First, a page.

Severe obstructive sleep apnea (OSA) — when breathing stops periodically during sleep — appears to be a risk factor for liver damage, regardless of whether or not a patient is obese, French investigators report in the medical journal Hepatology.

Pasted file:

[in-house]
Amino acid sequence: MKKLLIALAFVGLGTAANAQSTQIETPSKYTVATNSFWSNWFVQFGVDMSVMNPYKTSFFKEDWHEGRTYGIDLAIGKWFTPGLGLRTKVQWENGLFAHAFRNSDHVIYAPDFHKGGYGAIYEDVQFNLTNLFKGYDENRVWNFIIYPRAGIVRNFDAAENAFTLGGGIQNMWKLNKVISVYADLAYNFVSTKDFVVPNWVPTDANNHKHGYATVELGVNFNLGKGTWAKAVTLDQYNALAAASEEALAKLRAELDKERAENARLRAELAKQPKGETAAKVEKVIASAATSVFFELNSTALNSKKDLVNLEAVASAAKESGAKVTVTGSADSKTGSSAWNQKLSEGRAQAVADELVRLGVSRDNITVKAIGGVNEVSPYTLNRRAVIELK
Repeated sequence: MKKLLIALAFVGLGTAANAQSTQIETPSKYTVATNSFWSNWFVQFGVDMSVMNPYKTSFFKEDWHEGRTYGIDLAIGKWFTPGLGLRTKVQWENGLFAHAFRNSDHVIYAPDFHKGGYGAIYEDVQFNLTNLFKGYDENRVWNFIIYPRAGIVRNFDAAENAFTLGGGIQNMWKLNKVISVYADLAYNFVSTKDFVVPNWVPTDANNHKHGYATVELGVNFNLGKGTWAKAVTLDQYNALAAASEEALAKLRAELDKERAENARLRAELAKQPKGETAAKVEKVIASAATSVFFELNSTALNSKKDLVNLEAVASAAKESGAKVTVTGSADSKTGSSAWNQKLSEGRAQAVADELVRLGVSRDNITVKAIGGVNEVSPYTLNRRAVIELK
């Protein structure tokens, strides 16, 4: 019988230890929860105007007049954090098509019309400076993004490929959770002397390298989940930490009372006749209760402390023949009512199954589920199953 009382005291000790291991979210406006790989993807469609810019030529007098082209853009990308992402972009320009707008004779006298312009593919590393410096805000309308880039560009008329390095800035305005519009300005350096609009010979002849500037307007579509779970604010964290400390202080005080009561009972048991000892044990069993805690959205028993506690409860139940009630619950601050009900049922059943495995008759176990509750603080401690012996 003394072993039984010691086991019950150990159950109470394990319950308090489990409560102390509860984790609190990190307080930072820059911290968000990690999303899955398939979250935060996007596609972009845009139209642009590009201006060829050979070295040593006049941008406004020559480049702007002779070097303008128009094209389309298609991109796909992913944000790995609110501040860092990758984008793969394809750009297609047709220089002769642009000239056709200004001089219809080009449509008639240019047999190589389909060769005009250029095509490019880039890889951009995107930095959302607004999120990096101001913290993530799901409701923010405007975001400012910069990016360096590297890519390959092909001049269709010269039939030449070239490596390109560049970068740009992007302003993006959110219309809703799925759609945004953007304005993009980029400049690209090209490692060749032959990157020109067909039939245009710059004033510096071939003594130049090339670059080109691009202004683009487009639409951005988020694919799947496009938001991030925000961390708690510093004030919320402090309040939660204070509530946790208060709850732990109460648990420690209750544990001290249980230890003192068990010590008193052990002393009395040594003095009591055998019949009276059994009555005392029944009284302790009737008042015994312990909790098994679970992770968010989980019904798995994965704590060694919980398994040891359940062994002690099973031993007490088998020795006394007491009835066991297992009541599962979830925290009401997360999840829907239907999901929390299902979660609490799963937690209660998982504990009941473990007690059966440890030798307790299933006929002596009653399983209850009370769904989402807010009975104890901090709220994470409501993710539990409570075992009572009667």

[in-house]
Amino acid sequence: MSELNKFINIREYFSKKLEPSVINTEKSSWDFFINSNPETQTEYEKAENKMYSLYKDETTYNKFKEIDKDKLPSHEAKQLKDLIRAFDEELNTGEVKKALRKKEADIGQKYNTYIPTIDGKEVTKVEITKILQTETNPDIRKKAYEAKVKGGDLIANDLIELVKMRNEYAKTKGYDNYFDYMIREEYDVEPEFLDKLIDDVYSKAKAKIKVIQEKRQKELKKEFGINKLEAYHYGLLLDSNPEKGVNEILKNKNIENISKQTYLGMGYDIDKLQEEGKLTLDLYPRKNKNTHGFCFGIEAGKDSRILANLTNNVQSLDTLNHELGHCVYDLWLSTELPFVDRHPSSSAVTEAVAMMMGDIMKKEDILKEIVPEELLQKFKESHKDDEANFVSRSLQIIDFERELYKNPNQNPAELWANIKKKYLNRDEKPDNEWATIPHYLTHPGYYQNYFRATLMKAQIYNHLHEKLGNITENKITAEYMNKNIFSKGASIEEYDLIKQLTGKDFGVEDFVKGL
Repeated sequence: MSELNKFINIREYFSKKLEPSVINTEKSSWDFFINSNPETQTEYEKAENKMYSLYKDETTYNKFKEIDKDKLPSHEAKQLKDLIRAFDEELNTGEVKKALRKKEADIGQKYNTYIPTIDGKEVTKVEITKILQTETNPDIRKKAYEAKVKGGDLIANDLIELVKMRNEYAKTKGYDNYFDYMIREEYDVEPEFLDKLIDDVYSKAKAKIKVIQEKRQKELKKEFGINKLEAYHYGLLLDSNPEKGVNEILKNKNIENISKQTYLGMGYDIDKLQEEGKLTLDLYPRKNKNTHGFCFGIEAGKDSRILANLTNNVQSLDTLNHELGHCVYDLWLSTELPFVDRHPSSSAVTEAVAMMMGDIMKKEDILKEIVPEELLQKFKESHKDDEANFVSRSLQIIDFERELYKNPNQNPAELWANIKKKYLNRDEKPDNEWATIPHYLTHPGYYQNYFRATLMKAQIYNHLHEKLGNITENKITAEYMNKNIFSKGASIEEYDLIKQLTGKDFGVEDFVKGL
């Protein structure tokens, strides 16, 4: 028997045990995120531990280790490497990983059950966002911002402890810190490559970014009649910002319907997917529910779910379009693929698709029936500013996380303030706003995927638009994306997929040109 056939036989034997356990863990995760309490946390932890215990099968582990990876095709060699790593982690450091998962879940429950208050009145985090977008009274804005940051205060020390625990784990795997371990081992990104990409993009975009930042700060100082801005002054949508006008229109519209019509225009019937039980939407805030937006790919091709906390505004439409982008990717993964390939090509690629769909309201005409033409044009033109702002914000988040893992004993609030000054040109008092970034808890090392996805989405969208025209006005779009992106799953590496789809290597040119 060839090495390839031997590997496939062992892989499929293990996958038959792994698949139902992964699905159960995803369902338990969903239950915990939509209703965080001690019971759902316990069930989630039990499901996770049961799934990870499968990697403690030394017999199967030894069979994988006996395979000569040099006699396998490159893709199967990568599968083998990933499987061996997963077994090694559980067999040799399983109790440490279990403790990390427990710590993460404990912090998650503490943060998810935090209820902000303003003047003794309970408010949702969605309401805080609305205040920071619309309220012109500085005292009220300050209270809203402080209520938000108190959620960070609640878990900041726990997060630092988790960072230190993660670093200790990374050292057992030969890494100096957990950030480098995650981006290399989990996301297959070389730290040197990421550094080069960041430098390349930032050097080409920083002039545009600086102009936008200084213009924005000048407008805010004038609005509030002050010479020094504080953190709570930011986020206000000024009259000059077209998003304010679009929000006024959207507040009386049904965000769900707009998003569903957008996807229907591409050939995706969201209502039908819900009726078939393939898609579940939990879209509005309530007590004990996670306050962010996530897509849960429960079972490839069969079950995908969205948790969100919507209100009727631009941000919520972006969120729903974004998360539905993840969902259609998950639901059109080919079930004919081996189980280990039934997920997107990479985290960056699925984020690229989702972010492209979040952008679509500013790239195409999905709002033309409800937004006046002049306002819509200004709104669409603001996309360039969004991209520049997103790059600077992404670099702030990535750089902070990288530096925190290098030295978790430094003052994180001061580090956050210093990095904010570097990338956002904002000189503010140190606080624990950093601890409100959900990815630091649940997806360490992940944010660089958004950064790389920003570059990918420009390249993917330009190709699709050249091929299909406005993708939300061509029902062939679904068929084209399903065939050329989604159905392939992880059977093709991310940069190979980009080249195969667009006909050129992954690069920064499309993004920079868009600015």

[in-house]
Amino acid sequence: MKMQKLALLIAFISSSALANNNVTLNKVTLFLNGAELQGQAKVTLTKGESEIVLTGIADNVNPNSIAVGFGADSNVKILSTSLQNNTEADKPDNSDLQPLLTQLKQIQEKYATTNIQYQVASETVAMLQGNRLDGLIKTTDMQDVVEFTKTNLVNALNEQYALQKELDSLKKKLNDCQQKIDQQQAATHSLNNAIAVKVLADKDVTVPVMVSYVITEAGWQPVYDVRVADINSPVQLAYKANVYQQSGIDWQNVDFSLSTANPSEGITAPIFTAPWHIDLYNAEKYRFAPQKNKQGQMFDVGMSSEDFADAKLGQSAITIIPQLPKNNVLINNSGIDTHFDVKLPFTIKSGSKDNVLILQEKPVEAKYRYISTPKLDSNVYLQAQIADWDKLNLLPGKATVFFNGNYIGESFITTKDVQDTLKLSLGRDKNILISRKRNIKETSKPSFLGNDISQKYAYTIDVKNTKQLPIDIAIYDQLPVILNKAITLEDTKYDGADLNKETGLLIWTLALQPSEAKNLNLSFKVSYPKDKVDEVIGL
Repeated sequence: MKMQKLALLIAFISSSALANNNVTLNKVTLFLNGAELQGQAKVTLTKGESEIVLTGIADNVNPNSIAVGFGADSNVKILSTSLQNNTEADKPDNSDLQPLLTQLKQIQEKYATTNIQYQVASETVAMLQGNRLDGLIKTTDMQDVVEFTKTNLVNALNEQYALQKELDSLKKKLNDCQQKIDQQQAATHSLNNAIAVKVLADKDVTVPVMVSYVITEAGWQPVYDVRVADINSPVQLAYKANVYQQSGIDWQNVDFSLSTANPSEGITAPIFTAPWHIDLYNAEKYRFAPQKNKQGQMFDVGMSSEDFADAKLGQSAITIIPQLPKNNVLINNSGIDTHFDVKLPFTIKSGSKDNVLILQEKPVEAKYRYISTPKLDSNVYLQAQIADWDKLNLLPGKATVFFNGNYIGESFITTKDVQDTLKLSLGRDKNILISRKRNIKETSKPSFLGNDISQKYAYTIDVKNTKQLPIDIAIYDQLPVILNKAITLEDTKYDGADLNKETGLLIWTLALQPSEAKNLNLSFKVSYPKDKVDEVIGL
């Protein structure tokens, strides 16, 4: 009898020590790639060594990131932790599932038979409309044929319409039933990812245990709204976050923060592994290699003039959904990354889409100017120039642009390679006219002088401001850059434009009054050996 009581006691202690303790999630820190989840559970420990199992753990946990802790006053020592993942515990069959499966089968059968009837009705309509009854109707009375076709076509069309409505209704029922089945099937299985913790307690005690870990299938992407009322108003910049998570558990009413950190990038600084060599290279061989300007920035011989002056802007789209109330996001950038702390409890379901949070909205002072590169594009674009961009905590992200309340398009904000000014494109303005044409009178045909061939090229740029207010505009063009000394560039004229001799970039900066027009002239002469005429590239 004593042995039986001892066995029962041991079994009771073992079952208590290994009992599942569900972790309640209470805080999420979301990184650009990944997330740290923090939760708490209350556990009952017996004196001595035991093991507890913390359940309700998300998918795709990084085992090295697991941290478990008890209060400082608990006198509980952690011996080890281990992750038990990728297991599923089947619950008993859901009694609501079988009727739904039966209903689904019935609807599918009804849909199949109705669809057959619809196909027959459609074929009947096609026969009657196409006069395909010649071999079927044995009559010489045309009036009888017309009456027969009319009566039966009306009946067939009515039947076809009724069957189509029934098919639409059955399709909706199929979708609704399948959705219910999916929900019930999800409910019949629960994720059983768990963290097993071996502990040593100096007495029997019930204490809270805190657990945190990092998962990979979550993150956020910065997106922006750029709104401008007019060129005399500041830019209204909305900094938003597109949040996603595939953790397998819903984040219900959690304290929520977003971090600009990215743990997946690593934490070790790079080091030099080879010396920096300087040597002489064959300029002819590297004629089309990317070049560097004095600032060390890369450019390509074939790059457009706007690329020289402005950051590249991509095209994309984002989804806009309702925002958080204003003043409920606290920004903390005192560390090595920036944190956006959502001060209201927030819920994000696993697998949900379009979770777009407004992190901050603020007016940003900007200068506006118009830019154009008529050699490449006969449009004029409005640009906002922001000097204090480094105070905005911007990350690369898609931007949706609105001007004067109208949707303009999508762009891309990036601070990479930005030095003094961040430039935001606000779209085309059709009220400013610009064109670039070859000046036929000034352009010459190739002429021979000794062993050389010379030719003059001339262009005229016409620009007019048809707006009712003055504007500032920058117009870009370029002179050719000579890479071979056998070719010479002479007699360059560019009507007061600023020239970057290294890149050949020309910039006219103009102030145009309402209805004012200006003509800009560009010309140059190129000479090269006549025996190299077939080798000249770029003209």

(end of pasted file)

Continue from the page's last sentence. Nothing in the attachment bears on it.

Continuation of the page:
With OSA, the back of the throat collapses intermittently during sleep causing brief but often frequent episodes of arrested breathing. The problem is often associated with obesity, but it can occur in normal weight individuals as well. Because OSA disrupts sleep patterns, patient with the disorder often complain of daytime sleepiness.Senior author hypothesized that insulin resistance related to OSA, as well as direct lack of oxygen to the liver, could possibly be the reason for liver disease associated with OSA.Dr. Lawrence Serfaty and colleagues evaluated 163 patients referred to the Sleep Unit at Hospital Saint-Antoine in Paris for evaluation of suspected OSA. Sleep studies showed that 44 had severe OSA, 84 had moderate OSA and 35 had no evidence of OSA.Testing revealed that liver tests were abnormal in 32 percent of those with severe OSA, 18 percent of those with moderate OSA and 8.6 percent with no OSA. Further analysis showed that severe OSA predicted abnormal tests, regardless of the patient’s weight.Biopsies confirmed the presence of liver disease in a higher percentage of patients with severe OSA compared with the other groups.Based on these findings, the authors recommend testing for OSA in patients with liver disease than can’t be attributed to some other cause.(Source: Hepatology, Reuters Health, May 2005.)